If we were sitting together on the muzungu front porch in Uganda with coffee mugs in hand, this is what I’d tell you about Gladys— she loves big and she works hard. Gladys embodies the spirit of joy in a bold way and loves to spend time with her friends. If she came to join our conversation, you might never know the spiritual and emotional obstacles she’s had to face in her lifetime.
“I joined Sozo [Children] in 2012 when I was 8 years old,” Gladys told us. When she arrived, she spoke a different dialect and could hardly understand Luganda, but she remembers the first person who greeted her at our gates.
“Aggie comforted me when I first arrived. She said ‘make yourself at home, you are welcome here, you are one of us now—you are part of this family,’ and I was so happy to have someone there for me.” Gladys recalled.
Gladys is one of our amazingly strong and beautiful Sozo Children whose life started on a less than easy note. Her aunt didn’t always treasure her in that way she deserved. In many African countries, due to extreme poverty or harsh circumstances, parents and guardians who don’t have a relationship with God occasionally take desperate measures to seek wealth or healing. Gladys’ aunt turned to a local witch doctor when times got tough with intentions to target Gladys.
“I really struggled because I used to live with my auntie who wanted to sacrifice me for riches,” Gladys explained. She had trouble focusing in school due to spiritual attacks and harbored resentment towards her aunt who wished harm upon her.
Gladys recalls her transition to Sozo Children, “Aggie really helped me. I remember she would pray with me.”
We were never meant to walk this journey alone. When life gives us difficult hurdles, often we look to those who’ve overcome them before us. Role models, mentors, parents, and teachers are invaluable resources of wisdom. At Sozo Children we feel it’s so important for our kids to see examples of Christ-centered Ugandan men and women like them who’ve walked a similar path and can empathize with their situations.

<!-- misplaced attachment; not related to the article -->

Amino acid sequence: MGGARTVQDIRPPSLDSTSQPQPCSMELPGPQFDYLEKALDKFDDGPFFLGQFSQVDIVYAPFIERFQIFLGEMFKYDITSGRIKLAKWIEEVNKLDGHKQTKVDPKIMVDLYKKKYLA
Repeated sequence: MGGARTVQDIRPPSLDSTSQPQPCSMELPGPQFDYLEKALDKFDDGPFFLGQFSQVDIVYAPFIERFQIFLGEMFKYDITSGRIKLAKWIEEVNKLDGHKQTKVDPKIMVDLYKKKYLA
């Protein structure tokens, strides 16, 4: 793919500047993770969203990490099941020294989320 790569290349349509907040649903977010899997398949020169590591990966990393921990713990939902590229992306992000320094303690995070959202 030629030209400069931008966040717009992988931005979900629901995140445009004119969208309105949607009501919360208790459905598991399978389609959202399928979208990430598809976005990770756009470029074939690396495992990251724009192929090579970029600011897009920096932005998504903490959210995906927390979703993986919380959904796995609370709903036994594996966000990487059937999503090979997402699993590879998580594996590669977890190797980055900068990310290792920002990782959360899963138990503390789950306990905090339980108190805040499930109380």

“Auntie Aggie is loving, caring, nice, and I love that she can recall all the kid’s names and knows them deeply.” Gladys told us. “I like her personality—she loves God, and loves kids.” Gladys said she wants to be just like Auntie Aggie because she has inspired her with what godly womanhood looks like.
“Discipleship to me means walking a journey of restoration and growth with an individual child, loving, guiding and leading them using the the truth in God’s word,” noted Aggie.
So much of discipleship is walking through life together, in the valleys and on the mountain tops. In the Bible, we see a beautiful example of this—two women leaning on one another in the book of Ruth. What begins as a tragic loss, turns into a beautiful story of redemption. Throughout the four chapters, we watch as Ruth leans on the wisdom and guidance of Naomi, trusting that God is at work weaving a bigger story together for His purposes. Through their faithful obedience, God is able to bring restoration to their family—that ultimately leads to redemption for the whole world through the Messiah. This book reminds us that God is always in the details, even in the valleys when we can’t see the good.
After growing in her relationship with the Lord and with encouragement from her Sozo parents, in 2015, Gladys decided she was ready to finally forgive her aunt.
Now age 17, Gladys has aunties and moms through Sozo Children who walk alongside her, discipling her and encouraging her—they see her value and worth as a child of the most high. She is thriving in school and wants to become a social worker someday! We have total confidence that the Sozo parents will continue to help her reach this goal. Sometimes all it takes is one person who believes in you and is willing to cheer you on. There is power in having someone stand with you in the waiting, constantly pointing you to truth. He is in the details and we know He is continuing to write an amazing story for Gladys.